Daily Gorean Quotes

Tal everyone,

Here goes another quote from the books themselves, considering they are without any doubt the best way to get to know the Gorean Philosophy and Lifestyle.

Enjoy, follow the blog and subscribe for updates!

©2020 -Written by Azrael Phoenix

Daily Gorean Quotes

Tal everyone,

Decided to start sharing some quotes from the books themselves, considering they are without any doubt the best way to get to know the Gorean Philosophy and Lifestyle.

Enjoy, follow the blog and subscribe for updates!

©2020 -Written by Azrael Phoenix

Daily Gorean Quotes

Tal everyone,

Decided to start sharing some quotes from the books themselves, considering they are without any doubt the best way to get to know the Gorean Philosophy and Lifestyle

Enjoy, follow the blog and subscribe for updates!

©2020 -Written by Azrael Phoenix

Daily Gorean Quotes

Tal everyone,

Decided to start sharing some quotes from the books themselves, considering they are without any doubt the best way to get to know the Gorean Philosophy and Lifestyle

Daily Gorean Quotes

Tal everyone,

Decided to start sharing some quotes from the books themselves, considering they are without any doubt the best way to get to know the Gorean Philosophy and Lifestyle

©2020 -Written by Azrael Phoenix

Where are Goreans and how do they live their life?

Tal everyone,

I’m trying to build this blog in an organized and structured way in order to help everyone who wants to learn more about Gorean Lifestyle and Philosophy by providing focused information regarding the topics most often questioned.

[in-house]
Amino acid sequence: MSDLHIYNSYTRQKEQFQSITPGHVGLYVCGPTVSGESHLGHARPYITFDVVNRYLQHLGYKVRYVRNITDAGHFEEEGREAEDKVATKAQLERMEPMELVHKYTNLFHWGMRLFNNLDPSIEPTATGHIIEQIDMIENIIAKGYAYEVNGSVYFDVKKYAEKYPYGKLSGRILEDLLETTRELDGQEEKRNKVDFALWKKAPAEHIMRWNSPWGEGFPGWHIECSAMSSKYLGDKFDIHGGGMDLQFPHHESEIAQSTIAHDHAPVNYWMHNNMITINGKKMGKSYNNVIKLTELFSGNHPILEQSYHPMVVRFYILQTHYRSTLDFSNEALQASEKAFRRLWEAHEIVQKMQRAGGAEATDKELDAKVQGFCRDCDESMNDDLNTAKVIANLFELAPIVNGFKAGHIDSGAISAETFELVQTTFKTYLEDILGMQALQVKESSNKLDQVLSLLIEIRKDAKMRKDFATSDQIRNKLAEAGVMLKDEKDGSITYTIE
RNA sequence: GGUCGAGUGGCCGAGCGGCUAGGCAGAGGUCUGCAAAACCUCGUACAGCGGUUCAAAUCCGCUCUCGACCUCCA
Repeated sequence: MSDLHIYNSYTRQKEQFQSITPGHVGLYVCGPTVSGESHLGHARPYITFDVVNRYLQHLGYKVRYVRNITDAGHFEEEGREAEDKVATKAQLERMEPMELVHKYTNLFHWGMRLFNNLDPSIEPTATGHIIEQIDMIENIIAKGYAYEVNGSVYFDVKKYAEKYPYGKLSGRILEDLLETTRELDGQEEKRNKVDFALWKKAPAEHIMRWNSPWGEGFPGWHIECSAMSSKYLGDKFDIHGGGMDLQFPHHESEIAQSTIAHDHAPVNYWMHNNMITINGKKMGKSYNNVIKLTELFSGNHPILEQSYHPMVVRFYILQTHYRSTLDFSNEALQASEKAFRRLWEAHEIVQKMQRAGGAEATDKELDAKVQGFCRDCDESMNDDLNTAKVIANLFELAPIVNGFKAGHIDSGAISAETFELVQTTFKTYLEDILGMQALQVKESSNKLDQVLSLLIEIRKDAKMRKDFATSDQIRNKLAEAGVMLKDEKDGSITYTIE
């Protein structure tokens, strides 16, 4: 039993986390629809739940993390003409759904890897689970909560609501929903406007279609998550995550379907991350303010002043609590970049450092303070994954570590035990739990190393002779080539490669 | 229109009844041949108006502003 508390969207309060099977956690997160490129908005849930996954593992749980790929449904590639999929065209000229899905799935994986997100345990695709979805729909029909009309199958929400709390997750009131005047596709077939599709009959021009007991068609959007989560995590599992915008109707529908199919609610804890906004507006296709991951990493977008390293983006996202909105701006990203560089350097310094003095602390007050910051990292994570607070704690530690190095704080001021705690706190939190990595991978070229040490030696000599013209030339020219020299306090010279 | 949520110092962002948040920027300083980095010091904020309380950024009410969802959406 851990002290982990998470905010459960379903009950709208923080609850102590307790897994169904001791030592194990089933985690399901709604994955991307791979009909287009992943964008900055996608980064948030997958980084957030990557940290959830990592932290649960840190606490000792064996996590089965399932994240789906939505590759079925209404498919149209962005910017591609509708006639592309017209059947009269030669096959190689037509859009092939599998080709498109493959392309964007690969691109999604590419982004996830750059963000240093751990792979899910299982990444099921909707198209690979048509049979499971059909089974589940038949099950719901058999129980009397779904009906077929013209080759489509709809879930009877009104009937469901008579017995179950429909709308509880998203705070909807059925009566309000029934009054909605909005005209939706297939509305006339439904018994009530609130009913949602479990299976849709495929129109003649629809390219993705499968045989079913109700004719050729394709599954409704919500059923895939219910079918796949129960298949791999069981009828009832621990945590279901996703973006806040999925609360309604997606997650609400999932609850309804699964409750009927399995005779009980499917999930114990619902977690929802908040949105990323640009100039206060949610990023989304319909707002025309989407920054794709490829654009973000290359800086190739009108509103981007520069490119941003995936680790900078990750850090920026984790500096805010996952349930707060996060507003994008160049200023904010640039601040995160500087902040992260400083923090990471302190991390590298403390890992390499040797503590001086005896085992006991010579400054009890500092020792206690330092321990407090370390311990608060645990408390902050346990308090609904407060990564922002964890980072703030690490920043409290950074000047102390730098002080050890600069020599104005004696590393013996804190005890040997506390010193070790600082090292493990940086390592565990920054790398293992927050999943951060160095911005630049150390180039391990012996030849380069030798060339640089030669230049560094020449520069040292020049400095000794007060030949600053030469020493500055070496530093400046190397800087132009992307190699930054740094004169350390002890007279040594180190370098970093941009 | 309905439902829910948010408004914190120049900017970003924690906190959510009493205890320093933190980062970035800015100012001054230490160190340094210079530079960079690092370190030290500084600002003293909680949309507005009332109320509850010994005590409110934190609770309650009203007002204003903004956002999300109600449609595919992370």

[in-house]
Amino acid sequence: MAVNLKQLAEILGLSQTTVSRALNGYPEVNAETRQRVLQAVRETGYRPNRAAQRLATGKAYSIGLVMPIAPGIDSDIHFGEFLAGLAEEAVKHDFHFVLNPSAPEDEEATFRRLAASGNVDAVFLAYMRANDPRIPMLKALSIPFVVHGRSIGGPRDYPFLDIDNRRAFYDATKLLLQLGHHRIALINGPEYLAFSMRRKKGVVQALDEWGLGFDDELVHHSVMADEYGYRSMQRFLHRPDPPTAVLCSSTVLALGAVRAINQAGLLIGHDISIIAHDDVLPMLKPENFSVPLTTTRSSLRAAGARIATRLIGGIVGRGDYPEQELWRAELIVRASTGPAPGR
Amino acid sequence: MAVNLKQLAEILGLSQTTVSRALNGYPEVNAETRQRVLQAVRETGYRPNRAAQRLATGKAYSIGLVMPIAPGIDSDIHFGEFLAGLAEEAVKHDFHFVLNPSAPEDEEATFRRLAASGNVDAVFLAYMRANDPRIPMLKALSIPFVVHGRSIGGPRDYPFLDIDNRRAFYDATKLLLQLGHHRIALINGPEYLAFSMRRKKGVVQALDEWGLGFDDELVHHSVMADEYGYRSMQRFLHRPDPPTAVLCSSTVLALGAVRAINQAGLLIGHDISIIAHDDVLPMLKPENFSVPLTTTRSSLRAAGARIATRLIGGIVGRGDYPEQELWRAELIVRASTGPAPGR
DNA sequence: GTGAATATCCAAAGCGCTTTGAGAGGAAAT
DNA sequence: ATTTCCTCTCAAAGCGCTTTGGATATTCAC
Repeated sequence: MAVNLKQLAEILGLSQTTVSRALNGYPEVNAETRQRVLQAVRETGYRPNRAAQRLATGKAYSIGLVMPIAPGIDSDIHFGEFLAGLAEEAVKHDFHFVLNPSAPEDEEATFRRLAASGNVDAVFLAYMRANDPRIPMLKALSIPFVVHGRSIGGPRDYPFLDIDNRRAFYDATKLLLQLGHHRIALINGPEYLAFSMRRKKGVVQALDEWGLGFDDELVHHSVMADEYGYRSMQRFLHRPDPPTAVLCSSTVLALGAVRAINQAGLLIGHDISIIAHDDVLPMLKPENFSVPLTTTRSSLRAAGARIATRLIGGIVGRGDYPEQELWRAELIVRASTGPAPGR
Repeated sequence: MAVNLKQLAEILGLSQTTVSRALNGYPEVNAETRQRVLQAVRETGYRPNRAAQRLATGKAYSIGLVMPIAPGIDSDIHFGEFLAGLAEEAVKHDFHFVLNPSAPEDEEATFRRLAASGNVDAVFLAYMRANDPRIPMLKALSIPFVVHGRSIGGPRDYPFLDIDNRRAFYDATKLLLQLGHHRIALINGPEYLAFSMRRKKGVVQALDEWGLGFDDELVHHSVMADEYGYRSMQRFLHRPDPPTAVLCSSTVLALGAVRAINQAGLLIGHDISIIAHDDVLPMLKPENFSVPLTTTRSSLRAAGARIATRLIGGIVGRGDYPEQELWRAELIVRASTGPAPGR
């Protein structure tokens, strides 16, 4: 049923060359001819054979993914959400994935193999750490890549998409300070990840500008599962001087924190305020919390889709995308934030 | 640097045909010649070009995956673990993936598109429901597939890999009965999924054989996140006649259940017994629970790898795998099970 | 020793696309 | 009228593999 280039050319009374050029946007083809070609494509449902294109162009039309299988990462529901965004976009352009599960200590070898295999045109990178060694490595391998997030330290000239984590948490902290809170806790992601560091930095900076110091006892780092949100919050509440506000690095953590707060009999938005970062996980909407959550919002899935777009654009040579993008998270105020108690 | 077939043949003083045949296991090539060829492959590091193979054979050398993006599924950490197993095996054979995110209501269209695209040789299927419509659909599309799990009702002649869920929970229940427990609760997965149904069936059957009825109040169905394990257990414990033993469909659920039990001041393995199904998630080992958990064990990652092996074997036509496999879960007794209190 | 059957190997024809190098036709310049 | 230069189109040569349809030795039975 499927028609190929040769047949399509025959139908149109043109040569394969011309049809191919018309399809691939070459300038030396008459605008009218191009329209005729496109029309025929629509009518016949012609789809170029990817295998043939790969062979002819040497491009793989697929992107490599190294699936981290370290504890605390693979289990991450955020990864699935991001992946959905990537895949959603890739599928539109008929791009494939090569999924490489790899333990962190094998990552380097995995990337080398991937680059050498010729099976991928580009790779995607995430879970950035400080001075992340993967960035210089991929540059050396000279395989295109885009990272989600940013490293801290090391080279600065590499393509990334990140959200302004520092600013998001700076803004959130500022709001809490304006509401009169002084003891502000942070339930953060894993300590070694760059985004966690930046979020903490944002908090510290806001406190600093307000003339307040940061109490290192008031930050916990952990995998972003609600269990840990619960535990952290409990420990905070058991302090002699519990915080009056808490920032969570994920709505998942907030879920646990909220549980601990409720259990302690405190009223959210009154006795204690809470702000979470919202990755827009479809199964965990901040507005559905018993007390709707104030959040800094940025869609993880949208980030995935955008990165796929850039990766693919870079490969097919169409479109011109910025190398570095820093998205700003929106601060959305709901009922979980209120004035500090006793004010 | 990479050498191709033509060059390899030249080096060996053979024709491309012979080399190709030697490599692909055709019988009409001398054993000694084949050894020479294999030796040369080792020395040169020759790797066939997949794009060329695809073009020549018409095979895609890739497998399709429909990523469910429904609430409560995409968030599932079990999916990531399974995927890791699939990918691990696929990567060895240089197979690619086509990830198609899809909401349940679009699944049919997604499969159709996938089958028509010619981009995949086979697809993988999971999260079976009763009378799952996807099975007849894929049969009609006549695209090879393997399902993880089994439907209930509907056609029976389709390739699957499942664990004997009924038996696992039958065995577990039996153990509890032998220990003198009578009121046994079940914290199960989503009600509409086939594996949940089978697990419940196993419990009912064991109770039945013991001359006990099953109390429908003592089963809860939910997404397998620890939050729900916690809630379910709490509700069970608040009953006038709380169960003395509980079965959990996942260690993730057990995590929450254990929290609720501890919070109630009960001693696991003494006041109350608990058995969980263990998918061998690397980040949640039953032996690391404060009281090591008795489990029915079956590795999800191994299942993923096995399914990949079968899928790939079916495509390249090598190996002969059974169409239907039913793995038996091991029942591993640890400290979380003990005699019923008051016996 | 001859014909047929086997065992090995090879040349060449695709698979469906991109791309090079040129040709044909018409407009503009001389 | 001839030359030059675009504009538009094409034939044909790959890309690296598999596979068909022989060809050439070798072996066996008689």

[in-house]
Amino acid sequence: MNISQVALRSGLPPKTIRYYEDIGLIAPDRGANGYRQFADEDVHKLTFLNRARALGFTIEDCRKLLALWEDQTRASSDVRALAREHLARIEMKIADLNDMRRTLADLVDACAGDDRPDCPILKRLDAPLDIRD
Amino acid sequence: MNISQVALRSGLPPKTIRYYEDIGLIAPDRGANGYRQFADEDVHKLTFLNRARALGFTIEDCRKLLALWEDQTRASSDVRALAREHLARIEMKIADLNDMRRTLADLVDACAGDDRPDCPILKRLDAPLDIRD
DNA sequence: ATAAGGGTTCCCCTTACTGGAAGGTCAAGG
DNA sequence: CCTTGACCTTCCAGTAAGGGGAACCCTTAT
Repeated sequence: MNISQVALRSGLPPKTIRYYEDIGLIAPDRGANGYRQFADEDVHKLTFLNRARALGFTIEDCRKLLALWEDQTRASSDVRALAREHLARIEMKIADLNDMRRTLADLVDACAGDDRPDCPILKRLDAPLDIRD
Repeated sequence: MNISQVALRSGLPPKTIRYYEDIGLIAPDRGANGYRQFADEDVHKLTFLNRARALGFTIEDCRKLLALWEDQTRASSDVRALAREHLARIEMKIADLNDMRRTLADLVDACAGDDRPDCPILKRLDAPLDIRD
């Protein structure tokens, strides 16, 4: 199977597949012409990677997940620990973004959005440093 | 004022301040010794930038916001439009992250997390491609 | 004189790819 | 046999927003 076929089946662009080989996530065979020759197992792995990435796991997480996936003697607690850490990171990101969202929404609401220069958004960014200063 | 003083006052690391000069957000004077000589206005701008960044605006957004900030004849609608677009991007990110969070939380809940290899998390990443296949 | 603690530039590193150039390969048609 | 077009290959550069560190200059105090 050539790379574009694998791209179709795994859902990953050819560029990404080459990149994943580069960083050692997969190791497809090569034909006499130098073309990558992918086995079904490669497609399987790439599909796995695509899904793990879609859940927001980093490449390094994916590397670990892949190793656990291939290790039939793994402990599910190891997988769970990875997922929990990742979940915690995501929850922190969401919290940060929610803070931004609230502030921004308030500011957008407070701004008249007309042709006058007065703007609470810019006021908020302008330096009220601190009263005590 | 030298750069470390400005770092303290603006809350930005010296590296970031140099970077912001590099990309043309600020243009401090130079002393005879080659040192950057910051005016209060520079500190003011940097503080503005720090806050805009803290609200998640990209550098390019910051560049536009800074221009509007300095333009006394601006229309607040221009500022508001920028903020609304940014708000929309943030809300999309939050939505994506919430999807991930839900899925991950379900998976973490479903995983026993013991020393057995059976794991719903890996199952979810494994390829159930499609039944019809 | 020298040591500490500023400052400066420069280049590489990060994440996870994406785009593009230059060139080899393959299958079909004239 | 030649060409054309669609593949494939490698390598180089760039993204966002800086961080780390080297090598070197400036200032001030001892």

Nevertheless, I decided to open this new area, just to share some random thoughts and ideas whenever they pop to my mind, with no particular order or agenda, just to share them and get your feedback!

One of my latest thoughts is to start gathering informations about all the different Gorean communities/groups that exist around the world and how they live.

Being a Philosophy on which a Lifestyle is based and not a strict set of rules, Gorean Lifestyle inherently comes in a variety of “flavours” considering each group applies the Gorean Principles in the way they see it’s more appropriate to their reality.

I’ve met groups of people that live the Philosophy in a more literal way, following most of the principles quite literally and including many of the “customs” in their daily life, while others use the Gorean Principles to guide their life, but do not actively implement most of the “by the book” practices, like using all the specific positions, ways to act, etc…

Of course there are immense variables at stake and that makes each situation unique. Some live alone while others have already families and kids living with them that restrict the way they act. Some live in a setting that allows the kajira to focus exclusively on her chores and serving her Master while others live in situations that while being Master and kajira, both have to work in order to provide the families needs, some kajirae have a professional life that implies they have to command men at work, etc. etc.

While personally I have my own approach on the Lifestyle, I would love to get to know how you tackle the challenge of living the Gorean way in a society that so clearly contradicts our Natural Order!